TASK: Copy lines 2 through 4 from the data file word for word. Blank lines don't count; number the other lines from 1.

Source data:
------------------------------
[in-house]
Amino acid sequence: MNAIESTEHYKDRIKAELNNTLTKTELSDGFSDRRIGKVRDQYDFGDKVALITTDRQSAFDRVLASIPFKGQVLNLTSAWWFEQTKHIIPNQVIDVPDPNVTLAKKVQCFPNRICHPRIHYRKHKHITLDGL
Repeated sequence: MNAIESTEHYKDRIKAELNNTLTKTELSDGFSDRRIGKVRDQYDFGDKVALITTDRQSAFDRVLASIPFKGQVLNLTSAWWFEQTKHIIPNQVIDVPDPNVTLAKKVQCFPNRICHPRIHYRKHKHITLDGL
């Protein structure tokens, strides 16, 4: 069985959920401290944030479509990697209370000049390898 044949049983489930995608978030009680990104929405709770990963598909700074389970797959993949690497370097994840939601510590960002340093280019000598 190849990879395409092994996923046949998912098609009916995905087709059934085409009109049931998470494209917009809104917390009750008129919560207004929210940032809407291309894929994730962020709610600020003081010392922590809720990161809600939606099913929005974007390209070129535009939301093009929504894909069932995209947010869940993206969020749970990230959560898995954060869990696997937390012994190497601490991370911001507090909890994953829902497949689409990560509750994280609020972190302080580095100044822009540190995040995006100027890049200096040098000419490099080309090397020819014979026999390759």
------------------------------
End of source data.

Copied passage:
Amino acid sequence: MNAIESTEHYKDRIKAELNNTLTKTELSDGFSDRRIGKVRDQYDFGDKVALITTDRQSAFDRVLASIPFKGQVLNLTSAWWFEQTKHIIPNQVIDVPDPNVTLAKKVQCFPNRICHPRIHYRKHKHITLDGL
Repeated sequence: MNAIESTEHYKDRIKAELNNTLTKTELSDGFSDRRIGKVRDQYDFGDKVALITTDRQSAFDRVLASIPFKGQVLNLTSAWWFEQTKHIIPNQVIDVPDPNVTLAKKVQCFPNRICHPRIHYRKHKHITLDGL
């Protein structure tokens, strides 16, 4: 069985959920401290944030479509990697209370000049390898 044949049983489930995608978030009680990104929405709770990963598909700074389970797959993949690497370097994840939601510590960002340093280019000598 190849990879395409092994996923046949998912098609009916995905087709059934085409009109049931998470494209917009809104917390009750008129919560207004929210940032809407291309894929994730962020709610600020003081010392922590809720990161809600939606099913929005974007390209070129535009939301093009929504894909069932995209947010869940993206969020749970990230959560898995954060869990696997937390012994190497601490991370911001507090909890994953829902497949689409990560509750994280609020972190302080580095100044822009540190995040995006100027890049200096040098000419490099080309090397020819014979026999390759």